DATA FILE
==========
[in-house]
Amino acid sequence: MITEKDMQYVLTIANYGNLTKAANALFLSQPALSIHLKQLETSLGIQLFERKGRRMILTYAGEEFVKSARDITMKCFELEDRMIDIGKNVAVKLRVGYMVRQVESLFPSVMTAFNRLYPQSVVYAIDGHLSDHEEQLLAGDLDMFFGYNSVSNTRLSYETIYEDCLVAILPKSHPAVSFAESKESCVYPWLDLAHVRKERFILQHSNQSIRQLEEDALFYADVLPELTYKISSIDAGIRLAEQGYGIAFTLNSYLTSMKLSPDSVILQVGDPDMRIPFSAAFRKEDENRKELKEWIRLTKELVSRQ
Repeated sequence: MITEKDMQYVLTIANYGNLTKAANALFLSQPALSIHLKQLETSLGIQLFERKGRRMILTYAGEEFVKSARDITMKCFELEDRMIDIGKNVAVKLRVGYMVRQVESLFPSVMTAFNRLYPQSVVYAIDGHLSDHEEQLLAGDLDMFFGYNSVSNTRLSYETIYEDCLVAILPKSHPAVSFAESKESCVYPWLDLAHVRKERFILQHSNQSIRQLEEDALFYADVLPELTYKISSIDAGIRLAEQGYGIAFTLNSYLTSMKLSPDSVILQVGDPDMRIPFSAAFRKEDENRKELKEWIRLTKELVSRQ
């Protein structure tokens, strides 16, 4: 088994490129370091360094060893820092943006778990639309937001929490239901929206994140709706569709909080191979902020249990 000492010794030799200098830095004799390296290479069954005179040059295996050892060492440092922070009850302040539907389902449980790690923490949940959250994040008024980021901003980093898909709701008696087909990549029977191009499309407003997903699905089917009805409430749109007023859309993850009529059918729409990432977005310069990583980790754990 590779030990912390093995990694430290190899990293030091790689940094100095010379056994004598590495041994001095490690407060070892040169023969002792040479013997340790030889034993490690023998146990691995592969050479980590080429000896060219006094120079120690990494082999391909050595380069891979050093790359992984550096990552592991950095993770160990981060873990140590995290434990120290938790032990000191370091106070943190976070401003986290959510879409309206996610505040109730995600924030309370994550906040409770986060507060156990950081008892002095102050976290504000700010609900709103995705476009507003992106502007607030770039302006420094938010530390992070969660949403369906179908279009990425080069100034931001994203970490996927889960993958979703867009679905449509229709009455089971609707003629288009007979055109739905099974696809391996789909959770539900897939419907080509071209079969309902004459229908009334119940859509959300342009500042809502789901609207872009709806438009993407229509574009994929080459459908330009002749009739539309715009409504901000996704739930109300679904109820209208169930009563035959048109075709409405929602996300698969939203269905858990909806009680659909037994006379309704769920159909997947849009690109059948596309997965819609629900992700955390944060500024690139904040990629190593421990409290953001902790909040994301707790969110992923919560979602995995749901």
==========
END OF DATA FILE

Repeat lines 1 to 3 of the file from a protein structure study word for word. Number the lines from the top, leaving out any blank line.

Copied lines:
[in-house]
Amino acid sequence: MITEKDMQYVLTIANYGNLTKAANALFLSQPALSIHLKQLETSLGIQLFERKGRRMILTYAGEEFVKSARDITMKCFELEDRMIDIGKNVAVKLRVGYMVRQVESLFPSVMTAFNRLYPQSVVYAIDGHLSDHEEQLLAGDLDMFFGYNSVSNTRLSYETIYEDCLVAILPKSHPAVSFAESKESCVYPWLDLAHVRKERFILQHSNQSIRQLEEDALFYADVLPELTYKISSIDAGIRLAEQGYGIAFTLNSYLTSMKLSPDSVILQVGDPDMRIPFSAAFRKEDENRKELKEWIRLTKELVSRQ
Repeated sequence: MITEKDMQYVLTIANYGNLTKAANALFLSQPALSIHLKQLETSLGIQLFERKGRRMILTYAGEEFVKSARDITMKCFELEDRMIDIGKNVAVKLRVGYMVRQVESLFPSVMTAFNRLYPQSVVYAIDGHLSDHEEQLLAGDLDMFFGYNSVSNTRLSYETIYEDCLVAILPKSHPAVSFAESKESCVYPWLDLAHVRKERFILQHSNQSIRQLEEDALFYADVLPELTYKISSIDAGIRLAEQGYGIAFTLNSYLTSMKLSPDSVILQVGDPDMRIPFSAAFRKEDENRKELKEWIRLTKELVSRQ